Tuesday, February 24, 2015

Pitfalls of Site Collection Consolidation

So, you're considering consolidating Site Collections in SharePoint.  I suspect that some of your reasons are:
  1. I feel like I have too many site collections.
  2. It feels like it's difficult to manage the security of all of my site collections.
  3. Publishing based navigation doesn't cross the site collection boundary.
  4. We're really only hosting a single "site" in this web application anyway.
What do you loose when you consolidate Site Collections?
  • Maximal, you can only have one Content Database per Site Collection.
    • More content databases allow for different SQL Server based backup schedules based on the site collection's use.
    • Content Databases will be at their smallest (individually) when there's only one Site Collection in each database.
    • Content Databases can be distributed across multiple SQL Server instances, distributing the SQL workload across a SQL grid.
  • Power Shell & Central Admin based backups all you to backup individual Site Collections.
    • If you have one big site collection, your backup is going to be one big file.

What do you gain by consolidating Site Collections?
  • Security will be just as difficult.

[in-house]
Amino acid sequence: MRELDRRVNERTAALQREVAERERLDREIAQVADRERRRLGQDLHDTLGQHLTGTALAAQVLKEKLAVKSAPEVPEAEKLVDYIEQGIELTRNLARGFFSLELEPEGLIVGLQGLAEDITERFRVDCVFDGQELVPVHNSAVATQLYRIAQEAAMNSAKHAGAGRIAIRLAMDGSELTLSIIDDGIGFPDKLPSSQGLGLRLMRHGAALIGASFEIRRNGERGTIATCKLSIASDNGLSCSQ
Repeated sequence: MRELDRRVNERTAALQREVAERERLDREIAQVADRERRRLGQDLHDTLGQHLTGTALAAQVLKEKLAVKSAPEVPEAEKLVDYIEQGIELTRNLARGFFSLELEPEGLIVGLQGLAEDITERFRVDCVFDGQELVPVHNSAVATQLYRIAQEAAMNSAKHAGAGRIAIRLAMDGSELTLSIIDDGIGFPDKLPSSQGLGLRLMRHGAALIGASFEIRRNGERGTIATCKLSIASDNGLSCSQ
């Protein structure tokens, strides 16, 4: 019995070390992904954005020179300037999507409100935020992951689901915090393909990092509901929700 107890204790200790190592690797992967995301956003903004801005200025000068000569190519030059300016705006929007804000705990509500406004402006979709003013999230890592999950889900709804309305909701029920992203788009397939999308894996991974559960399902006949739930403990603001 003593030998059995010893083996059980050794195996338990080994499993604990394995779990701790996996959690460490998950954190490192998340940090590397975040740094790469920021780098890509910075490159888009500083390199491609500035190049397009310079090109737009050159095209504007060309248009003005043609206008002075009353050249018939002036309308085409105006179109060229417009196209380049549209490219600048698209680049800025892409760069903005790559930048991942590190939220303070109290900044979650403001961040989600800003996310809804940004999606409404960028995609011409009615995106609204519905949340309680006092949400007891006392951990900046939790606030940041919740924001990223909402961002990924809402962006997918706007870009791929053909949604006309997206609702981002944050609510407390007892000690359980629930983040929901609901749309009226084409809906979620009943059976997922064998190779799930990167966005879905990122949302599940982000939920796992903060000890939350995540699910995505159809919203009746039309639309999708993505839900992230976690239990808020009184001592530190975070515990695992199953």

• If you users are installing no-code solutions (i.e. site templates), they'll need to be site collection admins.  This can get complicated quickly if users become an admin of the entire web app.
    • You'll still need to audit the entire hierarchy's ACLs to ensure you're protecting information appropriately.
  • Publishing based navigation can be used to navigate everything in your site.
    • Granted that your web-sites don't get deeper than your maximum menu depth.  That's typically 2-3 levels based on what you've munged in stock Master Pages.
    • With 3rd party solutions for SP2010 and Managed Navigation for SP2013, the problem becomes how important is top-menu security trimming.

What are some gotcha's if you decide to consolidate?
  • Depending on the tool you use you need to match Site Collection Features in the Source and Target.
    • Many Collection level features install content types and list templates, if these aren't in the target you're going to run into trouble.
    • In SP2013 if your going from a Publishing Site to another site, Export-SPWeb and Import-SPWeb won't let you pass unless Publishing Infrastructure is turned on.
  • SP2013 Workflows: They may not enable after merging site collections. Scenario:
    • Source site collection has some SP2010 workflow remnants, and aren't necessarily in use.
    • Destination site didn't have Workflows enabled before the merge.
    • After the merge the Workflow feature won't enable because some of the content types are already present, and marked as non-replacable.
    • It's really a bug in the installer that it doesn't recognize that these are the same, but it sill won't go.
    • Solution: Enable Workflows prior to merging, or you're going to have to re-merge with a site collection where it is enabled, or workflows will be a no-go.

Short story, Site Collection consolidation is something that requires more than a few moments of thought.  Make sure you're doing it for the right reasons, take precautionary steps, and you'll meet with success.

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